between strikers and soldiers in Al
bany, N. Y., while the latter were try
ing to protect nonunion street car em
ployes, and the excitement killed Ad jt.
Mayor Moores, of Omaha, says a
majority of the residents do not fa
vor Sunday observance and that here
after everything will be "wide open."
Evelyn B. Baldwin, the American
arctio explorer, says he has the best
equipped expedition that ever started
In search of the north pole.
Finishing- lumber of all grades has
been advanced one dollar per thou
sand by the Mississippi Valley Lum
bermen's association ..
THE CRIMES OF A MADMAN.
He Kills Two Person , Wound One Fatally
and Two Slightly, WhootsNlne
Cows and Sulcldt.fi,
Evansville, Ind., May 19. Three
dead, three wounded, one fatally, is
the result of the awful work of Ever
ett Conway in this city this morning,
Conway killed W. C. Garrison, Garri
son's wife: wounded Patrolman Wallis
fatally and Ed. Davidson and Adam
Crawford slightl', and then killed
The crime was committed early this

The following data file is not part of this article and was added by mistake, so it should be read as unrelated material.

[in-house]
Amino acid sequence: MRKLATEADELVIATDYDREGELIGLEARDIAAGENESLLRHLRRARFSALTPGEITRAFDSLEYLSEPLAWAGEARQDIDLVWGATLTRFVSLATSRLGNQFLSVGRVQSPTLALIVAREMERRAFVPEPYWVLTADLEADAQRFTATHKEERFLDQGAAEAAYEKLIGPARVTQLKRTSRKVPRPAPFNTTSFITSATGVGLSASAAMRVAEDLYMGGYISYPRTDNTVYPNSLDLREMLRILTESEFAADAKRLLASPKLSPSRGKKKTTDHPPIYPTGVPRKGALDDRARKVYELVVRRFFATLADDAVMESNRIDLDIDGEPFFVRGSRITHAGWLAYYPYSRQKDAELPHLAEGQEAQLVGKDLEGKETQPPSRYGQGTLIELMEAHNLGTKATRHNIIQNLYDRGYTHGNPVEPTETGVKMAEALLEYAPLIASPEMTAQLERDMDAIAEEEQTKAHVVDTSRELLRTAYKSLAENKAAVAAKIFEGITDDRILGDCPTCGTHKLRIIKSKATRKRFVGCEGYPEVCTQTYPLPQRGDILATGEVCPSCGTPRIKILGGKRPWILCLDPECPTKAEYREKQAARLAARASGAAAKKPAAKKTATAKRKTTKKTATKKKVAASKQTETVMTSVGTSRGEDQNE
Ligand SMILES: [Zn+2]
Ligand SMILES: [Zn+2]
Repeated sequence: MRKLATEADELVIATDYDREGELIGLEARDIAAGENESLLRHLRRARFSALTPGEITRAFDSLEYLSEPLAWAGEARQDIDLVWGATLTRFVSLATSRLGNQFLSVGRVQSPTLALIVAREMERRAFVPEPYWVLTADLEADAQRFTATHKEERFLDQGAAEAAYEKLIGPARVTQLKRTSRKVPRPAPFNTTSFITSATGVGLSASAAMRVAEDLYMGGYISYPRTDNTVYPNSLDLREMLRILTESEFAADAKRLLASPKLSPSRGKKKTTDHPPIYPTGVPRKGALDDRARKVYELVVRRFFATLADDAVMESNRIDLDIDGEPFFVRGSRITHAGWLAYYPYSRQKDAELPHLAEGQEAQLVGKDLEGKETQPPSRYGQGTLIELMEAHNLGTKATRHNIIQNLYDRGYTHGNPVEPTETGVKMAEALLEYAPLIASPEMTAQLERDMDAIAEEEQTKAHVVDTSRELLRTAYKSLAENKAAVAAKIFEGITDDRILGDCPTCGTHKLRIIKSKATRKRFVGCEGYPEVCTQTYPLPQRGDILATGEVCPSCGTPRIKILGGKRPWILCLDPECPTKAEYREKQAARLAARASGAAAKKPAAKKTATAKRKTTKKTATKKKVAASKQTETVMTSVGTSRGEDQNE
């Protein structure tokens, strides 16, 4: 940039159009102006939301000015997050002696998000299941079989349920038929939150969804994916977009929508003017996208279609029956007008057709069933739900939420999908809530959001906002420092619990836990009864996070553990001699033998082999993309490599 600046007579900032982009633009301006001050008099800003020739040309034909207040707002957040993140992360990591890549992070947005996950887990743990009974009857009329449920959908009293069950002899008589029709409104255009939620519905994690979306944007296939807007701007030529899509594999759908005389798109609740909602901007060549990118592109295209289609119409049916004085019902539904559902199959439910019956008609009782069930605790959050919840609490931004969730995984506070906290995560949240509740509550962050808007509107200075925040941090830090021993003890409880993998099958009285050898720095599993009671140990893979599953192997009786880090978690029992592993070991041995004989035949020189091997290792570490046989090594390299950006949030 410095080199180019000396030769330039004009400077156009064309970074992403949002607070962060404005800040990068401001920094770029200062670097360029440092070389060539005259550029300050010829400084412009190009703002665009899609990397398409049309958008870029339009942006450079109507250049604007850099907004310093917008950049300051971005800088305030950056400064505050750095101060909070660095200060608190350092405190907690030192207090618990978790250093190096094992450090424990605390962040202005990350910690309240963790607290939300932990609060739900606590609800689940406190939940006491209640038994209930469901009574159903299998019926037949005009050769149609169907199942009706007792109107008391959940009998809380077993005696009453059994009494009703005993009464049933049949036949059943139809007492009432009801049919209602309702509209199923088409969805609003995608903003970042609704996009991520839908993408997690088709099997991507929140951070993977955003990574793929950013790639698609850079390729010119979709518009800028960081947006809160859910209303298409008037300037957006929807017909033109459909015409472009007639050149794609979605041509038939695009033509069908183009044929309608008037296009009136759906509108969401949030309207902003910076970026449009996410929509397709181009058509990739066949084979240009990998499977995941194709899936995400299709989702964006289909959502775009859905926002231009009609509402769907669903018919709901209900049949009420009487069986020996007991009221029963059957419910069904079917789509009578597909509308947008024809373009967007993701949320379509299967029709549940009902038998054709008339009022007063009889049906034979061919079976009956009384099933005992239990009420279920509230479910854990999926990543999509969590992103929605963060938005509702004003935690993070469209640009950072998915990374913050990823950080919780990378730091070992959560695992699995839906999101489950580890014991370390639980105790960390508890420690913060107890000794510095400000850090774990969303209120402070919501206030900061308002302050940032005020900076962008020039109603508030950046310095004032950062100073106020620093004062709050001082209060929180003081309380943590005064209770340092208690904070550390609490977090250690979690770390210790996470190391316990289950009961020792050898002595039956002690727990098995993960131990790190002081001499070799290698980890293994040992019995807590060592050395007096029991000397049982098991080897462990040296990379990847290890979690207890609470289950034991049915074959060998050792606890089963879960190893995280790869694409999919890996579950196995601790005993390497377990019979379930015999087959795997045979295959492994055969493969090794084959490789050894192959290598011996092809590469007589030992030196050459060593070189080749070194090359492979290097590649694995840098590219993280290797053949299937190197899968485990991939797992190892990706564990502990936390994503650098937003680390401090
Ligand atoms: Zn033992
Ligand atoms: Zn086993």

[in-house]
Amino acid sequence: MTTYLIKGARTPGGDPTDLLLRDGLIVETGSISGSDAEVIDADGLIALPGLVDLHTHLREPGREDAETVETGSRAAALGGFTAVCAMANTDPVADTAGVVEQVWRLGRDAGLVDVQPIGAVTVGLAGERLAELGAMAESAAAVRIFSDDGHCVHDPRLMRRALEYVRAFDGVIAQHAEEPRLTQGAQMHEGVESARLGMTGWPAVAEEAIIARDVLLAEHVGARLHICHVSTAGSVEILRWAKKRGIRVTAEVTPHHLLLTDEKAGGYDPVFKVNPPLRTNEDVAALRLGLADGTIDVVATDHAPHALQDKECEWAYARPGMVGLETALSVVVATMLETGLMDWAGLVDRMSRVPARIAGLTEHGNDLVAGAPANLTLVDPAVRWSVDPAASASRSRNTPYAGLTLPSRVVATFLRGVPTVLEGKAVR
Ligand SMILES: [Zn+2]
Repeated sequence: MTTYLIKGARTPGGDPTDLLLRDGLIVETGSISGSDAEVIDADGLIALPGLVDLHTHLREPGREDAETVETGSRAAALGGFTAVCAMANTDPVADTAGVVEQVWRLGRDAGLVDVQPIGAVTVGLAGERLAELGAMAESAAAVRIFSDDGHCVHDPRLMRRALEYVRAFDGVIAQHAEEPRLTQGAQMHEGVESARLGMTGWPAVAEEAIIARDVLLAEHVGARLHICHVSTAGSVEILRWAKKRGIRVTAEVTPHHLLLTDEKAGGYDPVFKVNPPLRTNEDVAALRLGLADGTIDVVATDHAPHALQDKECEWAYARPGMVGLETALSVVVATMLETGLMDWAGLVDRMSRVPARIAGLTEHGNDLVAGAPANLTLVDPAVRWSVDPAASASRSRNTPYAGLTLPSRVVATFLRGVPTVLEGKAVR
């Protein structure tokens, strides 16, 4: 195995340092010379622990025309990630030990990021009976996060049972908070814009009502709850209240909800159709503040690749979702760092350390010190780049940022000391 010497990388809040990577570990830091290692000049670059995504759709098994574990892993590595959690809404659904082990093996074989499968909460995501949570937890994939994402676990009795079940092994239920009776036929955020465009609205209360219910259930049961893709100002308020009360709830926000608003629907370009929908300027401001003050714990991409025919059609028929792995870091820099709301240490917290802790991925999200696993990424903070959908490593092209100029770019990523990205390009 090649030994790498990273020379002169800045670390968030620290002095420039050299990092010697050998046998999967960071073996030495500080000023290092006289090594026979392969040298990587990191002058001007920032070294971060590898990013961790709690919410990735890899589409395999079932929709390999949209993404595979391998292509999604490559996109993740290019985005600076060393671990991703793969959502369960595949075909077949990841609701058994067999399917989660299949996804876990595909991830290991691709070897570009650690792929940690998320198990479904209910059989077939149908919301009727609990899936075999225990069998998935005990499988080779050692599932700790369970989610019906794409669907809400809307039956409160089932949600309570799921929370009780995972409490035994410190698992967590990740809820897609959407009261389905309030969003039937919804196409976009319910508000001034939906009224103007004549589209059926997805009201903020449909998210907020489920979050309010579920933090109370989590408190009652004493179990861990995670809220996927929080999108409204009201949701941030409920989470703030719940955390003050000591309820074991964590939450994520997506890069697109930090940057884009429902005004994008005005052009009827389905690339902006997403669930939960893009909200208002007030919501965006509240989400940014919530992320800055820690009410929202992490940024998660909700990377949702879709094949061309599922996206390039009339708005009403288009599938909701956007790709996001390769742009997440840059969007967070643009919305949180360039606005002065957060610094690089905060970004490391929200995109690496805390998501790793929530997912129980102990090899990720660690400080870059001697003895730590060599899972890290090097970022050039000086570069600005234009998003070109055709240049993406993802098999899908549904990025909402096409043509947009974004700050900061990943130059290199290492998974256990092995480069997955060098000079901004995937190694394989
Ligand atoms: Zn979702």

morning- in that portion of the city
known as the West End. Conway and
Garrison were neighbors, and had not
been on friendly terms for the last
year. Two years ago the father of
Conway sold a small dairy to Garri
sonrand the latter was prosperous to
a marked degree. Young Conway was
of the opinion that Garrison had
swindled his father in some way, and
bore malice against him. This morning-
at 6:30 o'clock Conway took his
repeating" rifle and, going- to the rear
of the house, saw Garrison milking
his cows in the stable. Without saying-
a word, he shot Garrison in the
head, and the latter fell over dead.
Adjoining the stable of the Garri
sons was the stable of the Conways.
Old man Conway was in the stable
and ran out, asking his son what he
meant. The son turned the gun on
him, firing two shots, neither of which
took effect. The old man ran down
the alley to the patrol house and
turned in the alarm. Mrs. Garrison
appeared on the back porch about
this time, and Conway, standing- in